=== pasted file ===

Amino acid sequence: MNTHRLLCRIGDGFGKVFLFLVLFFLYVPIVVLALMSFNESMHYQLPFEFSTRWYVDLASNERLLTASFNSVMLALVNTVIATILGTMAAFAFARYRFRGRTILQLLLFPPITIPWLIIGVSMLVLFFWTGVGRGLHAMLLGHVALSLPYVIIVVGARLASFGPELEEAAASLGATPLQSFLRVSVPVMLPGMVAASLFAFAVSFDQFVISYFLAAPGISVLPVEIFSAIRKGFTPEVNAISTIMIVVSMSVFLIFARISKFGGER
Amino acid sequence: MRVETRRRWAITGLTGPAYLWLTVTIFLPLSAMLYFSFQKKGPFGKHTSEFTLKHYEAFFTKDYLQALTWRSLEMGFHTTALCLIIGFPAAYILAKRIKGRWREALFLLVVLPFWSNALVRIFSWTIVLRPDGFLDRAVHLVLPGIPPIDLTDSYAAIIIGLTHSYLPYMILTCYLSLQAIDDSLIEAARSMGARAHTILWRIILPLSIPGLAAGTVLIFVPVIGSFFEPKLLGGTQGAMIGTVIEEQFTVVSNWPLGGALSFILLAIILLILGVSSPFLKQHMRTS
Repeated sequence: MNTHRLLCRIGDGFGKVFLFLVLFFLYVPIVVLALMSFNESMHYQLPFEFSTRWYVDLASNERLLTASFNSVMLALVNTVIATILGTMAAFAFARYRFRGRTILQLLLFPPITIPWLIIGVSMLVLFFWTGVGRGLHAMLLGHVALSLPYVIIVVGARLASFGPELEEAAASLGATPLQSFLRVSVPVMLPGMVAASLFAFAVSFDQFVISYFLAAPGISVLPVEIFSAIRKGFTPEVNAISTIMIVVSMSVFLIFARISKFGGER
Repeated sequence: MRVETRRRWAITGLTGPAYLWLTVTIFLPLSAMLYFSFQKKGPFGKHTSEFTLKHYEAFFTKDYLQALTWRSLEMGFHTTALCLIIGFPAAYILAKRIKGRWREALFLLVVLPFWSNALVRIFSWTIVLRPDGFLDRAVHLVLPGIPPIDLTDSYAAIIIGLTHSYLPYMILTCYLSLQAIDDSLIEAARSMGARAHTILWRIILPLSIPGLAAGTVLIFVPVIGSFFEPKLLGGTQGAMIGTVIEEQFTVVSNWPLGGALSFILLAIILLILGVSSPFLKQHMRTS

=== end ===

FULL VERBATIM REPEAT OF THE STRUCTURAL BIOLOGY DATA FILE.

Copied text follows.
Amino acid sequence: MNTHRLLCRIGDGFGKVFLFLVLFFLYVPIVVLALMSFNESMHYQLPFEFSTRWYVDLASNERLLTASFNSVMLALVNTVIATILGTMAAFAFARYRFRGRTILQLLLFPPITIPWLIIGVSMLVLFFWTGVGRGLHAMLLGHVALSLPYVIIVVGARLASFGPELEEAAASLGATPLQSFLRVSVPVMLPGMVAASLFAFAVSFDQFVISYFLAAPGISVLPVEIFSAIRKGFTPEVNAISTIMIVVSMSVFLIFARISKFGGER
Amino acid sequence: MRVETRRRWAITGLTGPAYLWLTVTIFLPLSAMLYFSFQKKGPFGKHTSEFTLKHYEAFFTKDYLQALTWRSLEMGFHTTALCLIIGFPAAYILAKRIKGRWREALFLLVVLPFWSNALVRIFSWTIVLRPDGFLDRAVHLVLPGIPPIDLTDSYAAIIIGLTHSYLPYMILTCYLSLQAIDDSLIEAARSMGARAHTILWRIILPLSIPGLAAGTVLIFVPVIGSFFEPKLLGGTQGAMIGTVIEEQFTVVSNWPLGGALSFILLAIILLILGVSSPFLKQHMRTS
Repeated sequence: MNTHRLLCRIGDGFGKVFLFLVLFFLYVPIVVLALMSFNESMHYQLPFEFSTRWYVDLASNERLLTASFNSVMLALVNTVIATILGTMAAFAFARYRFRGRTILQLLLFPPITIPWLIIGVSMLVLFFWTGVGRGLHAMLLGHVALSLPYVIIVVGARLASFGPELEEAAASLGATPLQSFLRVSVPVMLPGMVAASLFAFAVSFDQFVISYFLAAPGISVLPVEIFSAIRKGFTPEVNAISTIMIVVSMSVFLIFARISKFGGER
Repeated sequence: MRVETRRRWAITGLTGPAYLWLTVTIFLPLSAMLYFSFQKKGPFGKHTSEFTLKHYEAFFTKDYLQALTWRSLEMGFHTTALCLIIGFPAAYILAKRIKGRWREALFLLVVLPFWSNALVRIFSWTIVLRPDGFLDRAVHLVLPGIPPIDLTDSYAAIIIGLTHSYLPYMILTCYLSLQAIDDSLIEAARSMGARAHTILWRIILPLSIPGLAAGTVLIFVPVIGSFFEPKLLGGTQGAMIGTVIEEQFTVVSNWPLGGALSFILLAIILLILGVSSPFLKQHMRTS